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Allison Jaggar Feminist Philosophy. Eija Sumner. Alison Jaggar. 1990 to present, Professor of Philosophy and Women and Gender Studies at the University of Colorado at Boulder BA from University of London, 1961-64 M. Litt. from University of Edinburgh, 1965-67

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alison jaggar
Alison Jaggar
  • 1990 to present, Professor of Philosophy and Women and Gender Studies at the University of Colorado at Boulder
  • BA from University of London, 1961-64
  • M. Litt. from University of Edinburgh, 1965-67
  • Ph.D. from State University of New York at Buffalo,1967-70
  • 1995 SWIP Distinguished Woman Philosopher of the Year
jaggar s interests current work
Jaggar’s Interests & Current Work
  • Contemporary social, moral and political philosophy, often from a feminist perspective. She is also interested in moral epistemology, especially in how to justify social criticism in contexts of inequality and cultural difference. More recently, she has been working on some gendered aspects of global justice.

Current Works and Works in Progress

  • Abortion: Three Perspectives
  • Pogge and his Critics
  • Ethics Across Borders
  • Global Gender Justice
fun facts on jaggar
Fun Facts on Jaggar
  • Founding member of the Society for Women in Philosophy in 1971
  • She gave a lecture at WSU in 1979
  • She is listed in the book, The Professors: The 101 Most Dangerous Academics in America written by conservative David Horowitz
feminist ethics philosophy
Feminist Ethics & Philosophy
  • “I have consistently preferred to define it in terms that are broad rather than narrow, weak rather than strong, inclusive rather than exclusive” (Jaggar on Feminist Ethics)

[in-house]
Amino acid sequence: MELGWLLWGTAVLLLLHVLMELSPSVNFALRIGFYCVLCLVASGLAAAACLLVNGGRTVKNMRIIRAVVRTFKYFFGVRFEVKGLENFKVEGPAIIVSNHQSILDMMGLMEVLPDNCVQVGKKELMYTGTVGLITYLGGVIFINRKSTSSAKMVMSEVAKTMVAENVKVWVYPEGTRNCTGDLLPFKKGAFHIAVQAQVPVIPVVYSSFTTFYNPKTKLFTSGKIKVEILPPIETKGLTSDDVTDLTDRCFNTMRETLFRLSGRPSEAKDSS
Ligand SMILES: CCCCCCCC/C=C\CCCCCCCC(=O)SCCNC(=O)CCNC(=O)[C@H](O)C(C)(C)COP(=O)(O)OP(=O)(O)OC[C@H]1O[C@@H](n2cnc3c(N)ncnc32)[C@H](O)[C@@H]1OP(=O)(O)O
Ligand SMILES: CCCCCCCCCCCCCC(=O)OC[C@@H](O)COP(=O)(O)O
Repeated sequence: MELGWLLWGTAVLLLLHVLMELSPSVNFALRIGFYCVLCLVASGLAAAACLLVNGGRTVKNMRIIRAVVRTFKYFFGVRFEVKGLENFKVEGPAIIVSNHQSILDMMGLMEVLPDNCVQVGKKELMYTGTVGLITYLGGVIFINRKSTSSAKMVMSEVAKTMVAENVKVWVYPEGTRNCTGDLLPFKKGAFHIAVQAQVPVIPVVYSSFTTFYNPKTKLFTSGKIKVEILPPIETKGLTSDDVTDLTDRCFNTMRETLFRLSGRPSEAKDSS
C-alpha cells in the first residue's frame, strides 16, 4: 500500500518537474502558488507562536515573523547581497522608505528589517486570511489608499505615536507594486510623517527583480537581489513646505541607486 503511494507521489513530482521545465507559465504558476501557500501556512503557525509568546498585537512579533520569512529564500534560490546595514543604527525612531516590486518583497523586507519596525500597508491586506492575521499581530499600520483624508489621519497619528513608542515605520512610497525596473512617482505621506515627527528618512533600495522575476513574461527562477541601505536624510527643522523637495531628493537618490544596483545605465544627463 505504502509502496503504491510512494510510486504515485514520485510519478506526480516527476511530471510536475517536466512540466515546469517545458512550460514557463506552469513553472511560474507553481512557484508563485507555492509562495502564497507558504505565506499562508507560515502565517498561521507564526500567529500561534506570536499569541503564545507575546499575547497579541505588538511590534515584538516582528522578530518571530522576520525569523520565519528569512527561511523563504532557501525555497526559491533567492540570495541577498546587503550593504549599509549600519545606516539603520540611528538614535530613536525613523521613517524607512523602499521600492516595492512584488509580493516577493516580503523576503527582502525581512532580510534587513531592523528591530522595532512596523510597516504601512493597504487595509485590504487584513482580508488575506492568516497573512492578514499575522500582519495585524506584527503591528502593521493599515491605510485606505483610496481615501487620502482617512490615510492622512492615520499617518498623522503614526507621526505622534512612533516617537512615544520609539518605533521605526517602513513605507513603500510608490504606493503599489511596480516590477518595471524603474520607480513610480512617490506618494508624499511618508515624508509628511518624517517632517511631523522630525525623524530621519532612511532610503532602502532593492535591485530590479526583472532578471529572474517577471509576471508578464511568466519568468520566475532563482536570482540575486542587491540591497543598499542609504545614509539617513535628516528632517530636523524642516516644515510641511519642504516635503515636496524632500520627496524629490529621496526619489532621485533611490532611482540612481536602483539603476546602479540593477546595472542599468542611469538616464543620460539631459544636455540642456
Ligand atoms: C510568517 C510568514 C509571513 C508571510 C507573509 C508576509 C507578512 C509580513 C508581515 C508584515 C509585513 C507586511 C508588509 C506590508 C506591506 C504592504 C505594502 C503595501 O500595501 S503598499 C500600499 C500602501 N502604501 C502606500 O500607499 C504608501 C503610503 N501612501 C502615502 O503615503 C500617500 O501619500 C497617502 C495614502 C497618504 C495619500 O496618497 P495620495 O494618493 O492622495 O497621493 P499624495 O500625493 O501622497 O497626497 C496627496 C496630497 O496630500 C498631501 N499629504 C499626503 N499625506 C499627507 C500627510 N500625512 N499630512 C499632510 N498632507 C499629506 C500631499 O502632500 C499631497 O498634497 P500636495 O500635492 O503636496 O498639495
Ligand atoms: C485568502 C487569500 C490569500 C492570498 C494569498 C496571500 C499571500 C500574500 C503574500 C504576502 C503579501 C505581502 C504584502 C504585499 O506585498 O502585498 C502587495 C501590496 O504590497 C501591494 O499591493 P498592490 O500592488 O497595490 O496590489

• Commitment to ending women’s subordination
  • “Feminists seek out and challenge male biases within mainstream traditions of philosophical ethics, investigating ways in which these may have participated in subordinating women or in rationalizing their subordination.”
issues with mainstream philosophical thought
Issues with Mainstream Philosophical thought
  • Generally, a “functionalist” view of women (by Plato, Aristotle, Locke, Rousseau, Kant, Hegel, Nietzsche…)
  • In Western tradition, women are often represented as being less rational than men, also leading to thought that women’s sense of reason is inferior to men’s.
living with contradictions
“Living with Contradictions”
  • “The issues about which feminists disagree are highly charged emotionally as well as morally, and they are politically complex. Usually they cannot be reduced to simple ‘pro’ and ‘con’ positions because they have many more than two sides. These issues may involve conflicts of interest and loyalty among overlapping social groups, incompatibilities among important feminist values or principles, desires thought to be ‘unfeminist,’ or perceived needs to utilize political means that are in contradiction with socially desirable ends.”
ethics
Ethics
  • Practical moral and political issues cannot be resolved through the simple application of general moral principles.
  • “The assumption that what people ought to do in specific situations may somehow be deduced from independently validated ethical principles is regarded as increasingly as mistaken, resting on a misleading positivist model or moral justification.”
  • Normative ethical relativism? Subjectivism?
naturalism
Naturalism
  • “Naturalism in this sense denies the existence of a pure realm of reason, to be studied by methods that are distinctly philosophical. Instead, it advocates multidisciplinary approaches to understanding human knowledge, utilizing the findings and methods of a range of disciplines with special reliance on the empirical sciences.” (ethical concepts occur with collaboration with psychology, economics, and the social sciences)